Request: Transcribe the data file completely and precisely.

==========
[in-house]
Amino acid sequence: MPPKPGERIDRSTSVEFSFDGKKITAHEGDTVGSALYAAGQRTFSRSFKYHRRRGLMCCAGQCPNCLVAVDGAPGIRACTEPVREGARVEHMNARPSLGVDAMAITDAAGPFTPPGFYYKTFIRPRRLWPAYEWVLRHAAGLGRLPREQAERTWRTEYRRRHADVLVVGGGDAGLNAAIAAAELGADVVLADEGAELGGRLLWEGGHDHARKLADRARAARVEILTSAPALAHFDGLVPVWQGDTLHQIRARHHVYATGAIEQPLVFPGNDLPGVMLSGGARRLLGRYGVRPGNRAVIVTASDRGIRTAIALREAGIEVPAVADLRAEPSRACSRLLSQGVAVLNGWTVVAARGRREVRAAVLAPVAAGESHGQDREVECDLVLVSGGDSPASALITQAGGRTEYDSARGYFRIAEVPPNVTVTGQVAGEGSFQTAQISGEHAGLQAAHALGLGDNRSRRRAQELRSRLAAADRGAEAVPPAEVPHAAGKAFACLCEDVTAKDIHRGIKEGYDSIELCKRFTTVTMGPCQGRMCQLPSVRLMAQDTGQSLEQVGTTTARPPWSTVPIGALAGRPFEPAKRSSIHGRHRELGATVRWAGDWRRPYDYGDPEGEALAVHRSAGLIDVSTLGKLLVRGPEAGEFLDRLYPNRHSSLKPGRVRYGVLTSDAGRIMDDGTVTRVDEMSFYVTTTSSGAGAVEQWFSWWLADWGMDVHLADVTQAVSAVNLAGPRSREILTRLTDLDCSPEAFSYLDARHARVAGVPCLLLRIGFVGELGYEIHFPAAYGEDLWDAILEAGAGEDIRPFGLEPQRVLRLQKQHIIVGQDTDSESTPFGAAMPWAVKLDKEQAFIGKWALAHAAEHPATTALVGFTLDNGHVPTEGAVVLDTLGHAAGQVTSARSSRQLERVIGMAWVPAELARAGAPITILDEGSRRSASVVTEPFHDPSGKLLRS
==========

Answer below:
[in-house]
Amino acid sequence: MPPKPGERIDRSTSVEFSFDGKKITAHEGDTVGSALYAAGQRTFSRSFKYHRRRGLMCCAGQCPNCLVAVDGAPGIRACTEPVREGARVEHMNARPSLGVDAMAITDAAGPFTPPGFYYKTFIRPRRLWPAYEWVLRHAAGLGRLPREQAERTWRTEYRRRHADVLVVGGGDAGLNAAIAAAELGADVVLADEGAELGGRLLWEGGHDHARKLADRARAARVEILTSAPALAHFDGLVPVWQGDTLHQIRARHHVYATGAIEQPLVFPGNDLPGVMLSGGARRLLGRYGVRPGNRAVIVTASDRGIRTAIALREAGIEVPAVADLRAEPSRACSRLLSQGVAVLNGWTVVAARGRREVRAAVLAPVAAGESHGQDREVECDLVLVSGGDSPASALITQAGGRTEYDSARGYFRIAEVPPNVTVTGQVAGEGSFQTAQISGEHAGLQAAHALGLGDNRSRRRAQELRSRLAAADRGAEAVPPAEVPHAAGKAFACLCEDVTAKDIHRGIKEGYDSIELCKRFTTVTMGPCQGRMCQLPSVRLMAQDTGQSLEQVGTTTARPPWSTVPIGALAGRPFEPAKRSSIHGRHRELGATVRWAGDWRRPYDYGDPEGEALAVHRSAGLIDVSTLGKLLVRGPEAGEFLDRLYPNRHSSLKPGRVRYGVLTSDAGRIMDDGTVTRVDEMSFYVTTTSSGAGAVEQWFSWWLADWGMDVHLADVTQAVSAVNLAGPRSREILTRLTDLDCSPEAFSYLDARHARVAGVPCLLLRIGFVGELGYEIHFPAAYGEDLWDAILEAGAGEDIRPFGLEPQRVLRLQKQHIIVGQDTDSESTPFGAAMPWAVKLDKEQAFIGKWALAHAAEHPATTALVGFTLDNGHVPTEGAVVLDTLGHAAGQVTSARSSRQLERVIGMAWVPAELARAGAPITILDEGSRRSASVVTEPFHDPSGKLLRS